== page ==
Study Supports Use of a Smartphone App for Dermatologic Diagnosis

Doctors on cell phone in a hospital
Doctors on cell phone in a hospital
A machine learning-based mobile phone app may serve as a diagnostic support tool for a range of common skin conditions in patients of color.

The feasibility of a machine learning-based mobile phone app for the diagnosis of common dermatologic diseases in patients of color found support in study data published in the Journal of the European Academy of Dermatology and Venereology. The app may serve as a diagnostic support tool for a range of common skin conditions.

Investigators trained a convolutional neural network-based algorithm with clinical images from 40 different skin conditions. The algorithm was used to generate a mobile health (mHealth) smartphone app. When given a clinical lesion image, the app produces a list of the most likely dermatologic diagnoses.

The performance of this app was tested in a clinical validation study of patients receiving dermatologic care at tertiary health centers in India. Dermatologists were asked to upload a photograph of a single lesion from each patient to the mHealth app. The app’s diagnostic analysis of the lesion was compared with a consensus diagnosis made by 2 board-certified physicians. Practitioners were blinded to the app’s diagnosis. Model and app performance was measured in terms of sensitivity, specificity, and area under the curve (AUC).

The study enrolled 5014 patients: 3699 from tertiary care, 383 from urban private practice, and 932 from rural primary care. The most common diagnoses were acne (n=592), tinea cruris (n=545), eczema (n=432), and psoriasis (n=394). For the diagnosis of 40 skin conditions, the model displayed a top-1 overall accuracy of 75.07%: for 75% of patients, the “most probable” diagnosis given by the model matched the true diagnosis. The top-3 accuracy was 89.62%, indicating that nearly all patients were correctly diagnosed by the first 3 options presented by the app.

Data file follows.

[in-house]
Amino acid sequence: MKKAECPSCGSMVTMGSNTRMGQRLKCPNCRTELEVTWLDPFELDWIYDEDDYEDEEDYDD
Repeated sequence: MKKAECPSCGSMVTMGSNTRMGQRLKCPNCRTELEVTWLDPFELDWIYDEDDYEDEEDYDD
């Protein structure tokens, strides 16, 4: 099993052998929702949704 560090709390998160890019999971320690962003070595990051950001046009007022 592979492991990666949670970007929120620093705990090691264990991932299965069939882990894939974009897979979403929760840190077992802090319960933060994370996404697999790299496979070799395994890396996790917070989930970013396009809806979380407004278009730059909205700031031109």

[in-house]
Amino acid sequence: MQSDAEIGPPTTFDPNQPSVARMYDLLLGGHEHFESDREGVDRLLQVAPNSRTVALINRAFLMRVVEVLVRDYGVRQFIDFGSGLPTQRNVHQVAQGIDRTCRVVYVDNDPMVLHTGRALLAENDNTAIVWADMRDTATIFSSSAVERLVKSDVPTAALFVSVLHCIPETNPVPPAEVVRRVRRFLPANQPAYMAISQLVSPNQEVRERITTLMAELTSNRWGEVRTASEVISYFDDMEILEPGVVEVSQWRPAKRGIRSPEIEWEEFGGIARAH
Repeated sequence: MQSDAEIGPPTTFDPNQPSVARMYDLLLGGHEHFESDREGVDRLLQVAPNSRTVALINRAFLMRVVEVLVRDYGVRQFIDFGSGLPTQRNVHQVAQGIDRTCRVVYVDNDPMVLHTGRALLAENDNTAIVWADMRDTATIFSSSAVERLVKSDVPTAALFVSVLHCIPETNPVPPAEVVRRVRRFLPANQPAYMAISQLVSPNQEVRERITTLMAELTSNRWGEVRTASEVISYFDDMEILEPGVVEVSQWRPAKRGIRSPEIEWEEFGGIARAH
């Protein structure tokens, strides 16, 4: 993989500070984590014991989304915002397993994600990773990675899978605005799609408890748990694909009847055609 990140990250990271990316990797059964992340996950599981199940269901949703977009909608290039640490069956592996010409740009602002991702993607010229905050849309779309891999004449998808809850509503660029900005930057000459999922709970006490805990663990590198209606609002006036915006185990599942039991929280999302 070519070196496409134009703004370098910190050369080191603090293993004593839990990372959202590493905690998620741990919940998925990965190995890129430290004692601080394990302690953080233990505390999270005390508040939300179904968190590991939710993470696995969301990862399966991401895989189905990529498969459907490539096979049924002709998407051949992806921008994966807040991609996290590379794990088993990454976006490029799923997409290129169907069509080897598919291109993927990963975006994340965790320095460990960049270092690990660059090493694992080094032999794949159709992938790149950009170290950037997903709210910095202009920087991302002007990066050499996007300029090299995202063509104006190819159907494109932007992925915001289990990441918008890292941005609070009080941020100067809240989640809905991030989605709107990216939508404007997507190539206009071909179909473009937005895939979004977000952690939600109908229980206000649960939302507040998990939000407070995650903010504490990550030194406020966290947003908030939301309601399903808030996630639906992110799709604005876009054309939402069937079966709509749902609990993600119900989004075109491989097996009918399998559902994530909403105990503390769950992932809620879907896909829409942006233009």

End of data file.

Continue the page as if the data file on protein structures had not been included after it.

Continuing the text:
Mean AUC was 0.90 plus or minus 0.07, indicating excellent discrimination between the actual diagnosis and other conditions. Mean top-1 specificity was 99.11%, suggesting a very low chance of false positives. Minor differences in overall accuracy were observed between facility types, with urban practices showing the highest accuracy and tertiary care centers showing the lowest accuracy. Top-1 and top-3 sensitivity was high for most diseases.

The app was most sensitive to hidradenitis suppurativa, basal cell carcinoma, vitiligo, acne, alopecia, molluscum contagiosum, melasma, ichthyosis, and tinea corporis. Sensitivities were lower for Bowen disease (squamous cell carcinoma in situ), bullous pemphigoid, candidiasis, fixed drug eruption, eczema, lichen sclerosus, melanocytic nevus, rosacea, and tinea pedis.

As study limitations, investigators noted that the app did not integrate patient medical history, which may have limited diagnostic accuracy for conditions with long clinical history and nondermatologic symptoms.

This large-scale clinical validation study supports the feasibility and utility of a machine learning-driven app for the diagnosis of common dermatologic conditions in skin of color, the researchers concluded. “Future versions of such apps need to refine the image-based diagnosis with automated analyses of patient metadata,” study authors wrote.

Disclosure: Several study authors declared affiliations with the pharmaceutical industry. Please see the original reference for a full list of authors’ disclosures.


Pangti R, Mathur J, Chouhan V, et al. A machine learning-based, decision support, mobile phone application for diagnosis of common dermatological diseases. Published online September 29, 2020. J Eur Acad Dermatol Venereol. doi:10.1111/jdv.16967